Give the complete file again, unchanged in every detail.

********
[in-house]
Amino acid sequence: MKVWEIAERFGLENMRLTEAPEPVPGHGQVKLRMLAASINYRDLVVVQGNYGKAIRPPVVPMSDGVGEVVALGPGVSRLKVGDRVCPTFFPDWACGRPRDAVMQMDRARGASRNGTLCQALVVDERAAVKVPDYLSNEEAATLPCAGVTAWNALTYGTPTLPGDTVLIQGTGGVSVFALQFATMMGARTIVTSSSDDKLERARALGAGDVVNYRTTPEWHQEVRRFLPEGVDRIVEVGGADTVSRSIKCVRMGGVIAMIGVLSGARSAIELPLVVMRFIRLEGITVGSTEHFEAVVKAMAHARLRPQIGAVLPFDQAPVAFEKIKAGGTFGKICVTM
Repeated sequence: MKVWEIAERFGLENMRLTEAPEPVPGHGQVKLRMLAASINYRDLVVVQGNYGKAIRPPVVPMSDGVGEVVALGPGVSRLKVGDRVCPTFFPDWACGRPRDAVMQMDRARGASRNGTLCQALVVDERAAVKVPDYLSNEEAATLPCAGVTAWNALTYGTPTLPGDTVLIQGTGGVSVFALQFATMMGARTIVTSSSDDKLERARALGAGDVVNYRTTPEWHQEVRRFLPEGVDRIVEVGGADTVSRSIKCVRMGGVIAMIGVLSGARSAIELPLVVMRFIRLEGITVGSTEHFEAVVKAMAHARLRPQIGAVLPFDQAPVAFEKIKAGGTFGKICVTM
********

[in-house]
Amino acid sequence: MKVWEIAERFGLENMRLTEAPEPVPGHGQVKLRMLAASINYRDLVVVQGNYGKAIRPPVVPMSDGVGEVVALGPGVSRLKVGDRVCPTFFPDWACGRPRDAVMQMDRARGASRNGTLCQALVVDERAAVKVPDYLSNEEAATLPCAGVTAWNALTYGTPTLPGDTVLIQGTGGVSVFALQFATMMGARTIVTSSSDDKLERARALGAGDVVNYRTTPEWHQEVRRFLPEGVDRIVEVGGADTVSRSIKCVRMGGVIAMIGVLSGARSAIELPLVVMRFIRLEGITVGSTEHFEAVVKAMAHARLRPQIGAVLPFDQAPVAFEKIKAGGTFGKICVTM
Repeated sequence: MKVWEIAERFGLENMRLTEAPEPVPGHGQVKLRMLAASINYRDLVVVQGNYGKAIRPPVVPMSDGVGEVVALGPGVSRLKVGDRVCPTFFPDWACGRPRDAVMQMDRARGASRNGTLCQALVVDERAAVKVPDYLSNEEAATLPCAGVTAWNALTYGTPTLPGDTVLIQGTGGVSVFALQFATMMGARTIVTSSSDDKLERARALGAGDVVNYRTTPEWHQEVRRFLPEGVDRIVEVGGADTVSRSIKCVRMGGVIAMIGVLSGARSAIELPLVVMRFIRLEGITVGSTEHFEAVVKAMAHARLRPQIGAVLPFDQAPVAFEKIKAGGTFGKICVTM